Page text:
Silicon Valley Showing Support for Military
SIMI VALLEY, Calif. — Google generated a lot of headlines recently when an employee protest led to the company’s withdrawal from Project Maven, a Pentagon initiative to utilize artificial intelligence to mine intelligence data. But there are plenty of companies in Silicon Valley and other commercial tech hubs who want to help the military, observers noted at the Reagan National Defense Forum in Simi Valley, California.
Michael Brown, director of the Defense Innovation Unit — a military outpost headquartered in Silicon Valley to help the Pentagon better tap into commercial innovation — noted the opposition at Google.
“That’s not necessarily [a view held by] a majority of folks in Silicon Valley,” he said during a panel discussion. “Every month we’re surveying which commercial companies can help us solve this important military problem, and we’re seeing an increasing number of companies that respond to that. … People do want to support the troops.”
Brown noted that businesses also have a financial incentive to work with the Defense Department because it has the potential to be a large customer.
Brad Smith, president and chief legal officer at Microsoft, said his company has had employees sign petitions saying they don’t want to work on Pentagon-sponsored projects.
“We’ve met it head on by saying … we want the people of this country and especially the people who serve the country to know that we have their back and we are going to provide our best technology to the U.S. military,” he said. Meanwhile, the company will “engage actively as citizens in the democratic process” to address issues that are raising people’s concerns such as AI, he noted.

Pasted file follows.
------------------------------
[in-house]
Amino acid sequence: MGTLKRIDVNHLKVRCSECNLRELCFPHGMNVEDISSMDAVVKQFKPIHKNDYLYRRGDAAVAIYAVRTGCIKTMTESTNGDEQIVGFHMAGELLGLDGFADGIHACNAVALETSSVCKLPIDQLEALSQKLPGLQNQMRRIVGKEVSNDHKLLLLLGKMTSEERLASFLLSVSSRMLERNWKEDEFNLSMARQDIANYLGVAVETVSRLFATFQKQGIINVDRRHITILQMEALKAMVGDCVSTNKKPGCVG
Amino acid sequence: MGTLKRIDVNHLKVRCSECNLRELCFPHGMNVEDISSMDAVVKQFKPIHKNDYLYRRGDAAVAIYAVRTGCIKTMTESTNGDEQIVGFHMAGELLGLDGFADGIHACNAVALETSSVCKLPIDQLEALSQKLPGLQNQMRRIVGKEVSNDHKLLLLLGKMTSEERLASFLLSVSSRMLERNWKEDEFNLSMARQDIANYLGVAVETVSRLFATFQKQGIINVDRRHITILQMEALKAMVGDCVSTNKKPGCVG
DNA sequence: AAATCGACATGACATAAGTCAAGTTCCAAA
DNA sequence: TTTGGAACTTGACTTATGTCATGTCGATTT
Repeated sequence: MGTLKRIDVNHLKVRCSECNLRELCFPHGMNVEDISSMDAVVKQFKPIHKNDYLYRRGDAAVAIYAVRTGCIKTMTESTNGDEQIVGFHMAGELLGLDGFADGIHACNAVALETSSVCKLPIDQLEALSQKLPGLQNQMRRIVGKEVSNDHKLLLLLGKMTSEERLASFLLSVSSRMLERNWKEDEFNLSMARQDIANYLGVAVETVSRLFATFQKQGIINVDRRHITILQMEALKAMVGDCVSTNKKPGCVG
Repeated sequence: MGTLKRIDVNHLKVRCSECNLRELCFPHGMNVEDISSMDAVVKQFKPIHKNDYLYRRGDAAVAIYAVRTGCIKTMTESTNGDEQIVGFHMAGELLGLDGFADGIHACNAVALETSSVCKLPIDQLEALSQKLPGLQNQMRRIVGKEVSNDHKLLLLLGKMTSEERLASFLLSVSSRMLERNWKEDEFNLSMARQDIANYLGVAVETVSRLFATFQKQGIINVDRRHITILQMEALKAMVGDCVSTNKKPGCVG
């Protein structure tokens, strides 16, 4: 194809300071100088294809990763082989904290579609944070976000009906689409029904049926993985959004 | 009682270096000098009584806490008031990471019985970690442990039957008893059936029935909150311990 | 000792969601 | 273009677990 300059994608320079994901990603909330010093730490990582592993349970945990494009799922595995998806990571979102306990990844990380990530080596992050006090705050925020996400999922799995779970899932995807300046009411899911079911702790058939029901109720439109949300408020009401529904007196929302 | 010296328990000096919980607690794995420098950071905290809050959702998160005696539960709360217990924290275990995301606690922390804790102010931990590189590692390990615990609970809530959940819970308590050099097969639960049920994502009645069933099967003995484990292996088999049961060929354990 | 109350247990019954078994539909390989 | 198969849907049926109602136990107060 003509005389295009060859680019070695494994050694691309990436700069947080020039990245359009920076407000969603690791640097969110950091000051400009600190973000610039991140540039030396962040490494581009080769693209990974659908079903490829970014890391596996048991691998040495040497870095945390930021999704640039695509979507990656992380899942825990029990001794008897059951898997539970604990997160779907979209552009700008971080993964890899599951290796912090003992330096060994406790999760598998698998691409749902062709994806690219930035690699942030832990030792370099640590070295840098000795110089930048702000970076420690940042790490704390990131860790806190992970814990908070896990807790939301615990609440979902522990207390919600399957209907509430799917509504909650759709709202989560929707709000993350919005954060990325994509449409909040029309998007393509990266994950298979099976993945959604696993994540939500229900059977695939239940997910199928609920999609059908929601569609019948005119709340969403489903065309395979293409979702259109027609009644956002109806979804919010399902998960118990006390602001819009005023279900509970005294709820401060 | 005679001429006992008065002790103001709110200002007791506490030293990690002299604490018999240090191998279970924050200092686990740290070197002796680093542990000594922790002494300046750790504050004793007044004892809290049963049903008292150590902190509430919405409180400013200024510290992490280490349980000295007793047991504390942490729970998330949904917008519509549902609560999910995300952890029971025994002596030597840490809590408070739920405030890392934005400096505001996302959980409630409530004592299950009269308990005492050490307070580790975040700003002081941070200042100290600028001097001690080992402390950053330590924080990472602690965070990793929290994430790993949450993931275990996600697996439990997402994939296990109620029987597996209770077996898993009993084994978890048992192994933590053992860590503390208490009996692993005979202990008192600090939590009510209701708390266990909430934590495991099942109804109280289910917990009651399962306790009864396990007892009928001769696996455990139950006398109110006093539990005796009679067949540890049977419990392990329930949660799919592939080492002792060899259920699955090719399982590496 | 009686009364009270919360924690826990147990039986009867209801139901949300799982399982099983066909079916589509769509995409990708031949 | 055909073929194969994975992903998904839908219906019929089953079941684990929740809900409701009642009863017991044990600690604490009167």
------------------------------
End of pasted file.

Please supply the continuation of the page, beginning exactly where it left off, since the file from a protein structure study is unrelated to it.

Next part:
Palmer Luckey, founder of Anduril Industries, said many observers in Washington don’t have an accurate gauge of Silicon Valley sentiment.
“They read the press coming out of the tech industry and they’re like, ‘Why do you guys all hate the military so much?’” he said.“The reality is that most people … actually do support a strong military,” Luckey said. “They believe that it’s important for the United States to have better military technology than Russia and China. … But if you’re not actually in Silicon Valley you get this distorted view because you’re only hearing from this kind of radical minority that is controlling the dialogue and controlling the narrative.”
Of greater concern in the commercial tech world is doubts about whether working with the Pentagon will be worthwhile from a business perspective, he noted.